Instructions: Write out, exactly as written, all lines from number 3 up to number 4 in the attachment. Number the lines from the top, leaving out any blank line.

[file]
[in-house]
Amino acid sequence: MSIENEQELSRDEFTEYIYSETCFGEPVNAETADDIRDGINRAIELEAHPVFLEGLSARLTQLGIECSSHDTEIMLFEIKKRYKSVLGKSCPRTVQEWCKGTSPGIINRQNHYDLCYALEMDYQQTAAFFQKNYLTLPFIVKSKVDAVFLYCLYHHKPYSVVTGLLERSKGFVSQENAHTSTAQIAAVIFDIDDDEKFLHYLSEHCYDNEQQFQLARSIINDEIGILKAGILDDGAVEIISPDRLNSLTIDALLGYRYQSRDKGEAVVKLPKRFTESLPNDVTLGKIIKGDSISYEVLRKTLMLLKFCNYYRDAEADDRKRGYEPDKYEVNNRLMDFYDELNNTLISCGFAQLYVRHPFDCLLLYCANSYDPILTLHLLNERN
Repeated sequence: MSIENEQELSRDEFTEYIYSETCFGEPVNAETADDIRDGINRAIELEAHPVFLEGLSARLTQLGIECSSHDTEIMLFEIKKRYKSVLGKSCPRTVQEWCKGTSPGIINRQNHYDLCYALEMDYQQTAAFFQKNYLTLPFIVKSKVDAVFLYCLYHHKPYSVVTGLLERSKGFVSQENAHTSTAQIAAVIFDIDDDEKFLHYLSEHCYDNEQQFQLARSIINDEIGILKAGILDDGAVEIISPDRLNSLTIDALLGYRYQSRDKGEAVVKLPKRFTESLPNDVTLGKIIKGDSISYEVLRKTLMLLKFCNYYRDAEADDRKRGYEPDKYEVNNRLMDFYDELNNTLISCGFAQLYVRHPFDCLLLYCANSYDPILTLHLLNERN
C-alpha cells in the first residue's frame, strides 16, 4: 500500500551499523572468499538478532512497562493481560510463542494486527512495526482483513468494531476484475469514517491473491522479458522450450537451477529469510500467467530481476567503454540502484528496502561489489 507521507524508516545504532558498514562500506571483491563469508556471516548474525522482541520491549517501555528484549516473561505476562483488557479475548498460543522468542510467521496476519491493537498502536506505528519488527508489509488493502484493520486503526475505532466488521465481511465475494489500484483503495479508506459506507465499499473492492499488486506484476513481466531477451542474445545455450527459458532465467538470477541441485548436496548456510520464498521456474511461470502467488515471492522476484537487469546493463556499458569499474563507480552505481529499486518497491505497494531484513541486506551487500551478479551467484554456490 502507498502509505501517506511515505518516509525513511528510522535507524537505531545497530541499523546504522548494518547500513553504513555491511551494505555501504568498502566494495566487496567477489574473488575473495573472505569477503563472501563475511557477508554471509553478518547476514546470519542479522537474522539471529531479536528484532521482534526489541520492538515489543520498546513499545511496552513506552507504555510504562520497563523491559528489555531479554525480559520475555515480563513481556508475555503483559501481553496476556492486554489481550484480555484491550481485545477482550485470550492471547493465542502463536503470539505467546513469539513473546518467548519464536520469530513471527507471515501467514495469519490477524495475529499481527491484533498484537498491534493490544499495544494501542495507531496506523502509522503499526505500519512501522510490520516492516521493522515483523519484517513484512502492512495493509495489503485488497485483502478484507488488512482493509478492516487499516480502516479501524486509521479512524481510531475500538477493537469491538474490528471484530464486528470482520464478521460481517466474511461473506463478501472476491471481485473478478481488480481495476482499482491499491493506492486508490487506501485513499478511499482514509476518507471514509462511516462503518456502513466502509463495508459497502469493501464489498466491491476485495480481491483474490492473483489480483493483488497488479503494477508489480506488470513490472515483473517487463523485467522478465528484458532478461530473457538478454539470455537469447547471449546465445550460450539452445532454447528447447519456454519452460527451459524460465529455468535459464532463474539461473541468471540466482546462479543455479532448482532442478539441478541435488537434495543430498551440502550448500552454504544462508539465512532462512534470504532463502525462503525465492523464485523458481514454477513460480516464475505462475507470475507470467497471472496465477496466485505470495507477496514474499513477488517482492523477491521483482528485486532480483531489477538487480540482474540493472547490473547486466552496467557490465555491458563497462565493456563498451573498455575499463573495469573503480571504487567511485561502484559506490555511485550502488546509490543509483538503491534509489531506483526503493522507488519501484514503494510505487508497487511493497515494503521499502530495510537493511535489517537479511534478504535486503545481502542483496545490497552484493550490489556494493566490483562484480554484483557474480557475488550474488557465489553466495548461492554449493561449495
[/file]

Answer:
Repeated sequence: MSIENEQELSRDEFTEYIYSETCFGEPVNAETADDIRDGINRAIELEAHPVFLEGLSARLTQLGIECSSHDTEIMLFEIKKRYKSVLGKSCPRTVQEWCKGTSPGIINRQNHYDLCYALEMDYQQTAAFFQKNYLTLPFIVKSKVDAVFLYCLYHHKPYSVVTGLLERSKGFVSQENAHTSTAQIAAVIFDIDDDEKFLHYLSEHCYDNEQQFQLARSIINDEIGILKAGILDDGAVEIISPDRLNSLTIDALLGYRYQSRDKGEAVVKLPKRFTESLPNDVTLGKIIKGDSISYEVLRKTLMLLKFCNYYRDAEADDRKRGYEPDKYEVNNRLMDFYDELNNTLISCGFAQLYVRHPFDCLLLYCANSYDPILTLHLLNERN
C-alpha cells in the first residue's frame, strides 16, 4: 500500500551499523572468499538478532512497562493481560510463542494486527512495526482483513468494531476484475469514517491473491522479458522450450537451477529469510500467467530481476567503454540502484528496502561489489 507521507524508516545504532558498514562500506571483491563469508556471516548474525522482541520491549517501555528484549516473561505476562483488557479475548498460543522468542510467521496476519491493537498502536506505528519488527508489509488493502484493520486503526475505532466488521465481511465475494489500484483503495479508506459506507465499499473492492499488486506484476513481466531477451542474445545455450527459458532465467538470477541441485548436496548456510520464498521456474511461470502467488515471492522476484537487469546493463556499458569499474563507480552505481529499486518497491505497494531484513541486506551487500551478479551467484554456490 502507498502509505501517506511515505518516509525513511528510522535507524537505531545497530541499523546504522548494518547500513553504513555491511551494505555501504568498502566494495566487496567477489574473488575473495573472505569477503563472501563475511557477508554471509553478518547476514546470519542479522537474522539471529531479536528484532521482534526489541520492538515489543520498546513499545511496552513506552507504555510504562520497563523491559528489555531479554525480559520475555515480563513481556508475555503483559501481553496476556492486554489481550484480555484491550481485545477482550485470550492471547493465542502463536503470539505467546513469539513473546518467548519464536520469530513471527507471515501467514495469519490477524495475529499481527491484533498484537498491534493490544499495544494501542495507531496506523502509522503499526505500519512501522510490520516492516521493522515483523519484517513484512502492512495493509495489503485488497485483502478484507488488512482493509478492516487499516480502516479501524486509521479512524481510531475500538477493537469491538474490528471484530464486528470482520464478521460481517466474511461473506463478501472476491471481485473478478481488480481495476482499482491499491493506492486508490487506501485513499478511499482514509476518507471514509462511516462503518456502513466502509463495508459497502469493501464489498466491491476485495480481491483474490492473483489480483493483488497488479503494477508489480506488470513490472515483473517487463523485467522478465528484458532478461530473457538478454539470455537469447547471449546465445550460450539452445532454447528447447519456454519452460527451459524460465529455468535459464532463474539461473541468471540466482546462479543455479532448482532442478539441478541435488537434495543430498551440502550448500552454504544462508539465512532462512534470504532463502525462503525465492523464485523458481514454477513460480516464475505462475507470475507470467497471472496465477496466485505470495507477496514474499513477488517482492523477491521483482528485486532480483531489477538487480540482474540493472547490473547486466552496467557490465555491458563497462565493456563498451573498455575499463573495469573503480571504487567511485561502484559506490555511485550502488546509490543509483538503491534509489531506483526503493522507488519501484514503494510505487508497487511493497515494503521499502530495510537493511535489517537479511534478504535486503545481502542483496545490497552484493550490489556494493566490483562484480554484483557474480557475488550474488557465489553466495548461492554449493561449495